It’s sad but true that we often learn more from the things we fail at achieving than from those which turn out well. There’s more incentive to analyse the facts and be brutally honest with yourself when things don’t go according to plan, than when the world is singing your praise.

Friend of Andy Hadfield recently announced that he was closing his social start-up Real Time Wine. It was a bit of a surprise: after all, South Africans love wine and they social media – surely an app which is designed to let the community of wine drinkers recommend (or advise against) bottles is a dead cert winner?

Enough people thought so that the Real Time Wine won the Tech4Africa Ignite Startup competition back in 2011, earning Hadfield R50 000 to get going. Over the next three years he picked up backers, sponsers, fans, SuperFANS and – above all – a vibrant and connected community that delivered honest wine reviews in a non-snobbish manner. There was a spin-off app – MyBEER – for lovers of craft hops, and plenty of positive press coverage.

But it wasn’t enough. Hadfield pulled the plug on Real Time Wine at the end of last month having run out of cash to keep it going. He published the software as open source and blessed the existing community with a new home and name – Incogvino – where it can grow without the need to turn a profit.

In a 8 000 word post over at his blog, Hadfield post mortems the company in a brutally open and honest fashion, partly for catharsis but also, he says, to “give a little back to a community that provided an enormous  amount of support during this start-up journey”.

“Failure isn’t a bad thing,” says Hadfield, “South Africa has a horrible stigma around failure. Where US/European startup communities celebrate it and wear it like a badge of honour – we hide under a rock and pretend it doesn’t happen. I’m not going to lie – I’ve been pretty worried to write and release this, because of that stigma. Hopefully this content does something to move us towards a more accepting, better culture around startup failures. Failure is a couple of extra course credits in the Street MBA. In the US, most investors won’t even look at you until you have a couple of failures under your belt.”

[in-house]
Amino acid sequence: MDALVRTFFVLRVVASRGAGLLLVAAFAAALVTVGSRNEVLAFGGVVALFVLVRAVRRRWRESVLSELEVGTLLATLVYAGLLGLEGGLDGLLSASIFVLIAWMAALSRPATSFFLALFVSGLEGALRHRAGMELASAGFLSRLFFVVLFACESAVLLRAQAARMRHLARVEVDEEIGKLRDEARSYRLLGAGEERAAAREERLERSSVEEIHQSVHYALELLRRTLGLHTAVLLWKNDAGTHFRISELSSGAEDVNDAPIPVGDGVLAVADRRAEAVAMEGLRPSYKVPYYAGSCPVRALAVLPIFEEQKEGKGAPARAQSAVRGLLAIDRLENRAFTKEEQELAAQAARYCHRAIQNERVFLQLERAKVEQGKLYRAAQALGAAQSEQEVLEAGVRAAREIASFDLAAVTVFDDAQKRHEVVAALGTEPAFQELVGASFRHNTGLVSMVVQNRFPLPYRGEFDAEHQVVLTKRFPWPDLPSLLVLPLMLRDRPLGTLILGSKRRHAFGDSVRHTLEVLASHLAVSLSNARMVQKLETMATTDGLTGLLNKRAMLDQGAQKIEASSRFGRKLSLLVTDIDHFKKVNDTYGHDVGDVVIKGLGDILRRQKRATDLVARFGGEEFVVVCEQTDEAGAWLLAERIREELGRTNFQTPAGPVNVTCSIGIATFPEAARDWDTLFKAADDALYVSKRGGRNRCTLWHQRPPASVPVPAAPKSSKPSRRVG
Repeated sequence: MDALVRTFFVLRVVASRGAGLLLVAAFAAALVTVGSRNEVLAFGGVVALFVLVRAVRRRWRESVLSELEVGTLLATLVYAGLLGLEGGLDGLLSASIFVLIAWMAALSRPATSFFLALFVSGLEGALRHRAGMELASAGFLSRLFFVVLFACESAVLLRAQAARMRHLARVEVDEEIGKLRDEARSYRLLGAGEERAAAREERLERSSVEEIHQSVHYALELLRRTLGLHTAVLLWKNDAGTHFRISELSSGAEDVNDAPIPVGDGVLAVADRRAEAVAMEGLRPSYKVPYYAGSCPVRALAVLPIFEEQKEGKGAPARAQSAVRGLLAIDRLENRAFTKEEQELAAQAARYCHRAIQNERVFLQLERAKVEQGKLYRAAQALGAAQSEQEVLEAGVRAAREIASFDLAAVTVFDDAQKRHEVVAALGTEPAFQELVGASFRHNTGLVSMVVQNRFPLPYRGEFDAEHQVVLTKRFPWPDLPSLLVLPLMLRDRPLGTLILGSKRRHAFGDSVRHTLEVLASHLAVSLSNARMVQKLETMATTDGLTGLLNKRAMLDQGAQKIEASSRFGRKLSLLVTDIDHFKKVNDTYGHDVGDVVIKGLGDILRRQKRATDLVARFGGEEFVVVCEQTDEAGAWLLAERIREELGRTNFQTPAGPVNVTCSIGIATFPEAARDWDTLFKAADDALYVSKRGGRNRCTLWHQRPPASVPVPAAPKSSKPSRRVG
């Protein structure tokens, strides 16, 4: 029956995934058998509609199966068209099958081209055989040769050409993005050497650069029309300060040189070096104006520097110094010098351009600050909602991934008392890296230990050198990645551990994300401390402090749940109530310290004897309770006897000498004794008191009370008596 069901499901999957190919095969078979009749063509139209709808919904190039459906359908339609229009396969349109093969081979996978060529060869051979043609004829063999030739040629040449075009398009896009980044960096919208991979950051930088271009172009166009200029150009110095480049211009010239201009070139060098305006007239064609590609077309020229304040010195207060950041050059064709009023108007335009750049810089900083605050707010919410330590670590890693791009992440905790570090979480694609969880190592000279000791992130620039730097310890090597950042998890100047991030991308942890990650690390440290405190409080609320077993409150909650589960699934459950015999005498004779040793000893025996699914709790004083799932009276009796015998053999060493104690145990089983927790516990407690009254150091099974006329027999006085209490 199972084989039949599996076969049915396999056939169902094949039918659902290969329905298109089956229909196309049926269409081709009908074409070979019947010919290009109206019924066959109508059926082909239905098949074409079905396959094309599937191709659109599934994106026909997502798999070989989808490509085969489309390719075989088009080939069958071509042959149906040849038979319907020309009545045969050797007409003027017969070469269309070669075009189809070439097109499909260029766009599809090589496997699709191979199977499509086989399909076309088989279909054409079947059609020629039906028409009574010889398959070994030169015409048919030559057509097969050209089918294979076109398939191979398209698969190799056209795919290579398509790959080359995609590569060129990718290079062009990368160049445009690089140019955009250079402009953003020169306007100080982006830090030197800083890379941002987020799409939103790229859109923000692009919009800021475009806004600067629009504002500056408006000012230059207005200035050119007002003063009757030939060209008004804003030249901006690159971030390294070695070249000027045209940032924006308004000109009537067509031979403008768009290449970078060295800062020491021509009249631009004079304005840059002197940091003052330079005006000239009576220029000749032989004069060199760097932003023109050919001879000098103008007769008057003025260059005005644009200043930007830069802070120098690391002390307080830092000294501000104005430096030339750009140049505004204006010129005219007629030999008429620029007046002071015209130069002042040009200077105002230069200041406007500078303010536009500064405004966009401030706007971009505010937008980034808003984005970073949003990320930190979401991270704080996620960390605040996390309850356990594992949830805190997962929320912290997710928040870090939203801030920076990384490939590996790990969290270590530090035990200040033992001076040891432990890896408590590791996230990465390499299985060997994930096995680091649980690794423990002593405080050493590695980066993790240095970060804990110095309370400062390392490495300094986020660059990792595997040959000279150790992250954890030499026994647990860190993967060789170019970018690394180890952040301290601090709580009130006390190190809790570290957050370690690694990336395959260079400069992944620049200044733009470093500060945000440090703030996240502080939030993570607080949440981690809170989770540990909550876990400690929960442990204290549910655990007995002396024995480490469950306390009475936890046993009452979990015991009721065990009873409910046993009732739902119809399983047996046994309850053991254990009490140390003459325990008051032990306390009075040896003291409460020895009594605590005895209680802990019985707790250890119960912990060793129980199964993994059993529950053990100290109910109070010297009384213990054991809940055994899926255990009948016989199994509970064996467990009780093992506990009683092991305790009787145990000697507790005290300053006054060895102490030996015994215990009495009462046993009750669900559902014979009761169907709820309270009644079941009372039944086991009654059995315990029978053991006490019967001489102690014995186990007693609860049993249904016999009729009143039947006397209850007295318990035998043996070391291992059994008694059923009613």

Here’s the major points from his post, reproduced with permission – you really should read the full thing here. He describes the process of running Real Time Wine as earning his ‘street MBA’. The course notes for which run something like this:

Make sure you have a co-founder

I was blessed to have an amazing support team around this startup… But I didn’t have a co-founder. And I will never, ever, do another start-up without one.

The life of single founder is tough and lonely. Amazing businesses are built with people not with products. The chemistry between founders and early staff is probably the single most critical factor in its success. When things are going well, you need people around you to high five. When things are going badly, you need people to prop you up and help you get up off the floor and keep punching.

Pay yourself up front

I didn’t pay myself a cent throughout the whole Real Time Wine story. It was probably the wrong move.

On one hand, I think this showed my investors how committed I was, how I’d go to the mat and do anything to give the start-up as much runway as possible. On the other hand, it gave a completely unrealistic view of what the start-up would actually cost to run. And even worse, almost distracted me from hiring a team earlier (or at all).

Pay yourself up front. Even if it’s R5 000 per month. If you’ve raised even a little bit of funding (or have some savings), this number is actually meaningless in the grander scheme of things – but meaningful in keeping yourself motivated. You can always escalate your salary quite quickly – investors understand you have to live as well as work.